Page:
Irish banks are paying savings rates four times lower than the eurozone average, the Irish Independent is able to reveal.
At a time when mortgage interest rates are skyrocketing, the average payout on savings is just 0.17 percent – or $17 on a $10,000 annual deposit – compared to a eurozone average of 0. 69 percent.
Banks were urged to give savers a break after interest rates on savings in this country turned out to be among the lowest in the euro zone.
And the tariffs offered have hardly changed in the last four years.
This is despite a sharp rise in European Central Bank (ECB) interest rates in recent months and a rise in savings rates in the rest of Europe.
According to the central bank, the Irish average rate is four times lower than the euro zone average of 0.69 percent.
Deposit rates in excess of 1.10 percent are now being offered in some countries, such as Italy and France.
Meanwhile, a 33 percent tax must be paid on all interest earned from savings with a bank or credit union in that country.
The head of the Irish Consumers’ Association, Michael Kilcoyne, accused the banks of “behaving like bandits”.
He said we had some of the lowest interest rates on savings in the eurozone but some of the most expensive mortgage, credit card and loan rates, and urged banks to pay savers reasonable rates.
“They look like bandits because they pay savers little or nothing and yet have some of the highest mortgage, credit card and personal loan rates in Europe. It’s time they paid more interest on savings,” he said.
Many of those with bank savings are older and dependent on fixed incomes such as pensions, Mr Kilcoyne
Irish households have a record high of almost €150 billion in savings in Irish banks.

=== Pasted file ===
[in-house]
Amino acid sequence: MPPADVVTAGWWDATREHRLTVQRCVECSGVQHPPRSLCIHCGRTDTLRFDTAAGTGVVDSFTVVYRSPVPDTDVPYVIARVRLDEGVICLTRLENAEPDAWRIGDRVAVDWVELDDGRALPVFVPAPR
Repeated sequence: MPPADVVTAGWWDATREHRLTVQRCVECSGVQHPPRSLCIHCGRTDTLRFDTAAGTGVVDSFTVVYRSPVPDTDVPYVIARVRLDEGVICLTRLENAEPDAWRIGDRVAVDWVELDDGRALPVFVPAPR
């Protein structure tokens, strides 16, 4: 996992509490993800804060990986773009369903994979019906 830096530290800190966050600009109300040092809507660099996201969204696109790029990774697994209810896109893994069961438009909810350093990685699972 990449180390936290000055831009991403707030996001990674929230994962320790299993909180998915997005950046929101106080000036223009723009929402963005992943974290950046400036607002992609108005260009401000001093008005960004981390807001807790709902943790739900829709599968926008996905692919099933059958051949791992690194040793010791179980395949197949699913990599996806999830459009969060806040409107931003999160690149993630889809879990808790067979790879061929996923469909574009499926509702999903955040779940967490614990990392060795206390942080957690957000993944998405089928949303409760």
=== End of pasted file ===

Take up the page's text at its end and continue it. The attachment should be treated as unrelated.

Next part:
It has been calculated that Irish banks will make €1 billion in deposit and loan spreads by depositing this money with the ECB.
This is because the ECB is now paying banks 1.50 percent interest on money deposited with it.
An analysis of the price comparison portal Bonkers.ie for the Irish Independent shows that the best interest rate for regular savers among the main banks is currently only 0.40 percent AER (Annual Percentage Rate).
This is offered by Permanent TSB for savings of up to €50,000.
Bank of Ireland offers only 0.25% AER for amounts up to €15,000 with their GoalSaver account.
And AIB, the country’s largest bank, is currently offering just 0.10 percent, Bonkers.ie found out.
The ESB and AIB have child savings accounts that offer 1pc VRE.
However, the ESB account has a maximum balance of €5,000 while the AIB account has a maximum balance of €1,000.
For those with a lump sum, Permanent TSB is now paying 1.25 percent on its five-year term deposit after raising its deposit rates last week.
But AIB pays just 0.25 percent on amounts over €15,000 with its new one-year fixed deposit account, while Bank of Ireland offers very low yields, said Bonkers.ie’s Daragh Cassidy.
Since July, the ECB has raised both its deposit rate and its key interest rate.
Banks in this country have responded by raising some of their fixed mortgage rates.
Slightly higher interest rates are available through State Savings products and returns are free of dirt tax, although the rate has been reduced by the government in recent years, Mr Cassidy said.
He said that Irish mortgage rates had become somewhat more attractive relative to the rest of the euro zone in recent months as the main banks held back from passing on any ECB rate hikes.
While this is welcome, it is largely at the expense of savers
https://www.independent.ie/business/personal-finance/banking/irish-banks-are-paying-savers-some-of-the-worst-rates-in-europe-42162700.html Irish banks pay savers some of the worst interest rates in Europe